He loved to pray. He knew he was speaking to God, and through it coming to know and love Him more deeply. God was real, and he knew Him as a Person. He knew each Person of the Holy Trinity: Father, Son, and Holy Spirit. He loved each of Them, and he knew that he was loved by Them. How fitting it was that the longest pastorate of his life was at the Church of the Most Holy Trinity at Veseli. Mary was central to his prayer. He knew that she led him in prayer and taught him how to know and love God. The last piece of spiritual advice that he gave me was to see how Mary loved the Most Holy Trinity, and how They loved her and you. He said to say the Angelus, and dedicate the first Hail Mary to the Father, the second to the Son, and the third to the Holy Spirit. To another person he said, "Everyday say three times, 'Most Sacred Heart of Jesus, have mercy on us."' I remember him doing this at the end of Mass right after saying. "Mary, refuge of sinners, pray for us. Comforter of the afflicted, pray for us. Help of Christians, pray for us." His devotion to the rosary and to the Divine Office was outstanding. Towards the end, when he thought he was going to die, he prayed the office for the NEXT day just in case. His friends took up the duty for him in his last couple of days.
Like everyone else, I will miss Fr. Kubat. But that sadness is overshadowed by my joy for him. Imagine the reward of this faithful servant of God. He died shortly after the feast of Mary, the Mother of God. It was on the memorial of St. Basil and St. Gregory, two men from the East renownedfor their wisdom and holiness-very much as he was to us. My last visit with him was on Christmas Day. It was much the same as the others though there were three differences. Somehow, I knew it would be the last time we would speak (a week later he could not). He told me the details of his life, which I wrote down. And after dinner, we did something that we never did before. He said. "We will have beer." He had a bottle of Staropramen, brewed in Prague. He poured it into two glasses and, after toasting, we drank it. "It is better warm," he said. You can taste the favors better." I wonder if he could taste the favor of his homeland, if it recalled the good memories that not even the Nazis or the Communists could erase. Whatever the case, I know that his heart was always set on our true homeland that is not of this earth. The words of the "O Salutaris" sum up his life so well.- "O Saving Victim opning wide, the gate of Heav'n to us below! Our foes press on from ev'ry side: Your aid supply, Your strength bestow. To Your great name be endless praise. Immortal Godhead, One in Three; O grant us endless length of days, when our true native land we see."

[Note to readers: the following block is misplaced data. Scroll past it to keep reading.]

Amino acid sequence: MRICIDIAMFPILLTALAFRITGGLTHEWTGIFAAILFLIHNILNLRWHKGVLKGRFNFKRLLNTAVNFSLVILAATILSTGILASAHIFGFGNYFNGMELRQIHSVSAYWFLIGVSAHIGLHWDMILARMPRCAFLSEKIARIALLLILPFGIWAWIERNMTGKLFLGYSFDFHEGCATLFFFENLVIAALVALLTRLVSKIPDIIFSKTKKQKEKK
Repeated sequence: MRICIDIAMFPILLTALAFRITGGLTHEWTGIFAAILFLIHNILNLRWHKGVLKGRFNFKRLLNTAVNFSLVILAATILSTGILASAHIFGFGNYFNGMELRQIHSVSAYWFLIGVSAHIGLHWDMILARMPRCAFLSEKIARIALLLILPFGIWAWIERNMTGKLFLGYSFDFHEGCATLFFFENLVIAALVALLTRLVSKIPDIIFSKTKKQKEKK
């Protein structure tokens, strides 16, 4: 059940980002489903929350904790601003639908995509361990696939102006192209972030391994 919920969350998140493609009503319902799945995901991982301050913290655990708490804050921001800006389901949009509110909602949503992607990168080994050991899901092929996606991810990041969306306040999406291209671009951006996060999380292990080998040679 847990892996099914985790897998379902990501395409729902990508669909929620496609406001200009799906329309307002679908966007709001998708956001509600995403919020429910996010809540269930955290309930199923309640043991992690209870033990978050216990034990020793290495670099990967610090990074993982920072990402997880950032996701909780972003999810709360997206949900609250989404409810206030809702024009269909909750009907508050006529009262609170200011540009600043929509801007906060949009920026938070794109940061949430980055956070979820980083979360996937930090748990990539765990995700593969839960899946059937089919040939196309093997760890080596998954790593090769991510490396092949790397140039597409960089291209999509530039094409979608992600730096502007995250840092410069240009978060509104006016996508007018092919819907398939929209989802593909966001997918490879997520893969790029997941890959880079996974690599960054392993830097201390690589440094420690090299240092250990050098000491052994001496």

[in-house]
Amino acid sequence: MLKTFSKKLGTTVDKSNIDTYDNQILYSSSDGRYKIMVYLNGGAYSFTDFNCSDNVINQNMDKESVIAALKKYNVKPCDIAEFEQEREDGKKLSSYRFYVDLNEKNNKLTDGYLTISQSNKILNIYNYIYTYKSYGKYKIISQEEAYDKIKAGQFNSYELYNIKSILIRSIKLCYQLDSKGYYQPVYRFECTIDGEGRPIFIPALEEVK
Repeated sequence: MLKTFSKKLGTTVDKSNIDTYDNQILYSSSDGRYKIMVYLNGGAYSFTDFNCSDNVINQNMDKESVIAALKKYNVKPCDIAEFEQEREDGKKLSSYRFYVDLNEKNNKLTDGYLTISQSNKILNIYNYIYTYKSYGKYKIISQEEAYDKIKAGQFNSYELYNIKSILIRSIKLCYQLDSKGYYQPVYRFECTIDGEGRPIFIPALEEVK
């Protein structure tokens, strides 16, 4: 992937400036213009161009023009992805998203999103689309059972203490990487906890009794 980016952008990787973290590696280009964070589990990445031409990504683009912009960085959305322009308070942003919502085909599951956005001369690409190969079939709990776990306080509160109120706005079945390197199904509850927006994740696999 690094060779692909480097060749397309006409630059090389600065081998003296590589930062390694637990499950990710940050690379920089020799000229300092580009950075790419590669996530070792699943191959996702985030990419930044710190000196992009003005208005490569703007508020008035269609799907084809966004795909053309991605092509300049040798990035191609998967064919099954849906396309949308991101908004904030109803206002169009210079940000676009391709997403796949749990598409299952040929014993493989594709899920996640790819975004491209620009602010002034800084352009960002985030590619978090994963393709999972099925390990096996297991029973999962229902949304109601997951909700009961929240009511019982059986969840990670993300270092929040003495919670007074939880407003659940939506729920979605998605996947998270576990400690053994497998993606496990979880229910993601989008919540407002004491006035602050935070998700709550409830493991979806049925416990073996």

In the Gospel we heard Jesus say: "Father, they are Your gift to me. I wish that where I am they also may be with Me, that they may see My glory that you have given Me, because You loved Ale before the foundation of the world." (Jn. 17: 24) In his breviary, Fr. Kubat had the following prayer, which so beautifully corresponds to the prayer of Jesus; I am sure that on January 2, 2006, both prayers were answered: "I am near a hundred, my day draws to a close; it is more than evening, it is almost night. But, in front of me, rises in the east the dawn of a more beautiful day. Welcome, welcome! It is the white light of Your face, O Christ, which in my sad heart awakens a great hope. Come down, heavenly ray. Appear, my Brother Jesus. It is time for us to see each other."
* * * * *